The value of social prescribing through GPs was acknowledged and potentially could assist with some of the people going to health services with more of a social than a medical need, but again this linked back to people being able to get a GP appointment.  Work was taking place with the Primary Care Networks’ Link Workers who did the signposting but they were still fairly new in post.  Existing social prescribing was available only for two specific routes, mental health and long term conditions, but the hope was to expand this more widely by working with the Link Workers.  Rotherham was already well ahead in this field through the work introduced by Voluntary Action Rotherham which pre-dated the national requirements. 


8 out of 10 carers had reported feeling lonely and Members sought verification that the Loneliness Plan would link in with the Carers Strategy.  Cllr Roche confirmed that it would do and admitted that the Carers Strategy had been delayed whilst the new Target Operating Model had been developed and implemented in Adult Care.  An officer had now been appointed to develop the strategy which was an essential piece of work as being a carer could be very lonely, especially if the person they supported had complex needs and required a lot of hours of care.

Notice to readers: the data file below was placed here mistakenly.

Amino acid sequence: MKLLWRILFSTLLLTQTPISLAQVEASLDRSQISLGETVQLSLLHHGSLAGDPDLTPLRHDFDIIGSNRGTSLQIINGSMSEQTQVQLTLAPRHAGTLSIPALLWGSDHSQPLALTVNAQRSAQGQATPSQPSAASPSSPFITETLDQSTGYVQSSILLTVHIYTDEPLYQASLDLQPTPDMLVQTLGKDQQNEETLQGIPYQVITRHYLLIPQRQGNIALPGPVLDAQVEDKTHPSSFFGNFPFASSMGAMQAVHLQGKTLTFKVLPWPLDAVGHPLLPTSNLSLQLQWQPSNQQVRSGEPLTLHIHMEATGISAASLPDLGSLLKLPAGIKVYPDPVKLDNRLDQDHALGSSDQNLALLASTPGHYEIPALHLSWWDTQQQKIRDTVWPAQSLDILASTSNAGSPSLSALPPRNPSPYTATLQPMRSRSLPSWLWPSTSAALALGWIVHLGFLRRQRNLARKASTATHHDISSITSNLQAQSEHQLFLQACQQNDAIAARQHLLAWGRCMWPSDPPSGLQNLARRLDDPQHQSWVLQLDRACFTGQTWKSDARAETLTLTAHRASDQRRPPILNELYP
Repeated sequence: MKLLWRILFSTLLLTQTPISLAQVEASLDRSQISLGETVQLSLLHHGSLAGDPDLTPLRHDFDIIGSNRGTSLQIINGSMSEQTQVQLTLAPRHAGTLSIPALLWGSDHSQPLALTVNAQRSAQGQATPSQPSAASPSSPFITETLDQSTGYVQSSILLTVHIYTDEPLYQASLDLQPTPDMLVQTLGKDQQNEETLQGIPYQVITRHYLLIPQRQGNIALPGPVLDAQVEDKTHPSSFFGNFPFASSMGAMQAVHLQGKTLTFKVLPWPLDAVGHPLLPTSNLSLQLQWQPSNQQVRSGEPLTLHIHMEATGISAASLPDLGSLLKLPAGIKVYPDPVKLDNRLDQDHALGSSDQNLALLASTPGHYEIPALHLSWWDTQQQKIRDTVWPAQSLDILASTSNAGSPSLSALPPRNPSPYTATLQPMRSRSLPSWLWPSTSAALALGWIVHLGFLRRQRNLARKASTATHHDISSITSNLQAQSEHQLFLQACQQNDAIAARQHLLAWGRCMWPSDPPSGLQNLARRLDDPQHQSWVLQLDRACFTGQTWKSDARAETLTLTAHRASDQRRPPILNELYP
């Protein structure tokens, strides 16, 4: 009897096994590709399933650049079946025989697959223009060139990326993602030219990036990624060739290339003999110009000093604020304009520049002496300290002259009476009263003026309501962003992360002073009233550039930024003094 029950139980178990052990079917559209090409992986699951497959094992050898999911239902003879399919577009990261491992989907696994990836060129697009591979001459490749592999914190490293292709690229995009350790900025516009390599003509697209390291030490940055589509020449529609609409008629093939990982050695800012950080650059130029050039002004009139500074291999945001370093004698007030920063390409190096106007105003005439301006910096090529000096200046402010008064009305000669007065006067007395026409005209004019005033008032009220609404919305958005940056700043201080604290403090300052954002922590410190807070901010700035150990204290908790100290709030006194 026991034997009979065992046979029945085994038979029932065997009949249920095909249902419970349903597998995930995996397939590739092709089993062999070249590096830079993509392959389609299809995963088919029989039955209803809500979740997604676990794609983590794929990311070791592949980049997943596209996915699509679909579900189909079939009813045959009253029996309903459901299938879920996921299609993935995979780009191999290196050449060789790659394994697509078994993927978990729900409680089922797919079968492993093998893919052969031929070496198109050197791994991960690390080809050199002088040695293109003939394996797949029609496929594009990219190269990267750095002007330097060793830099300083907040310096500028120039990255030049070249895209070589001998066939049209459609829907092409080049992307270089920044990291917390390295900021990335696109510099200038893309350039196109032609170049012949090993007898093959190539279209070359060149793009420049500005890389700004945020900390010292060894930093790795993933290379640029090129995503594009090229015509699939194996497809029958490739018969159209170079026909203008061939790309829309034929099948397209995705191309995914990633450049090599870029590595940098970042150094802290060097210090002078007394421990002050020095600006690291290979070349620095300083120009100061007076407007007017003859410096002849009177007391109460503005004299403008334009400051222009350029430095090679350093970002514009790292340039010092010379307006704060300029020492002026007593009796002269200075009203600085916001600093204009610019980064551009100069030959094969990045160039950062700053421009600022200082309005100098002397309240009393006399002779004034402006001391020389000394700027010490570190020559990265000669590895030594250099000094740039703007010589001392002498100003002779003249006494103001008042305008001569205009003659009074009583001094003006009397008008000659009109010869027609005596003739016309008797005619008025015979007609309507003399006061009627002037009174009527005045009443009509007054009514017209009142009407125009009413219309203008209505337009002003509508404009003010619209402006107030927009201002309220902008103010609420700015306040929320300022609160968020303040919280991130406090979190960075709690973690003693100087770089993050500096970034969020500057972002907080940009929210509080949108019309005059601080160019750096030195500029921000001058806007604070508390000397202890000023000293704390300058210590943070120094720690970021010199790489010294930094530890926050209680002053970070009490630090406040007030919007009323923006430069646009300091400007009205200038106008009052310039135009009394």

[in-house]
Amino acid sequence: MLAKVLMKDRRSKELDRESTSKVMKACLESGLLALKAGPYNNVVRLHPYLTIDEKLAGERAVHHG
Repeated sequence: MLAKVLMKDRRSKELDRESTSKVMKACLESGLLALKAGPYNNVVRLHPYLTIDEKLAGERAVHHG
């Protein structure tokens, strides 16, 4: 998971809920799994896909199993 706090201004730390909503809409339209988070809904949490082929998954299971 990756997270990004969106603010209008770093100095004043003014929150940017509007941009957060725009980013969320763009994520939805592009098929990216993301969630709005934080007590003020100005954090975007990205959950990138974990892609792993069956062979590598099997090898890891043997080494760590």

In relation to concerns with the move towards digital by default a query was raised about the potential to use some of the associated savings to establish relationships that may be lost through the move to greater use of technology.  Conversely the positive benefits of technology in helping to address needs and loneliness were raised, including robotic cats that had been positive for people with dementia and enabling the development of on-line communities that enabled people to make connections around the world.


As the plan was a more strategic high level plan, officers were asked for a follow up once the plan was being implemented to see what was happening as the engagement was a concern.


Members talked about  good initiatives they were involved in to help bring people together such as lunches, day trips and a fishing group but had been less successful with projects for men on their own.  This challenge was recognised although there had been some successes through the small grants scheme under the suicide prevention work which had been running for two years and did include criteria around addressing loneliness and isolation.  A further suggestion was made about trying to bring people together initially through a type of matching process akin to some of the Apps.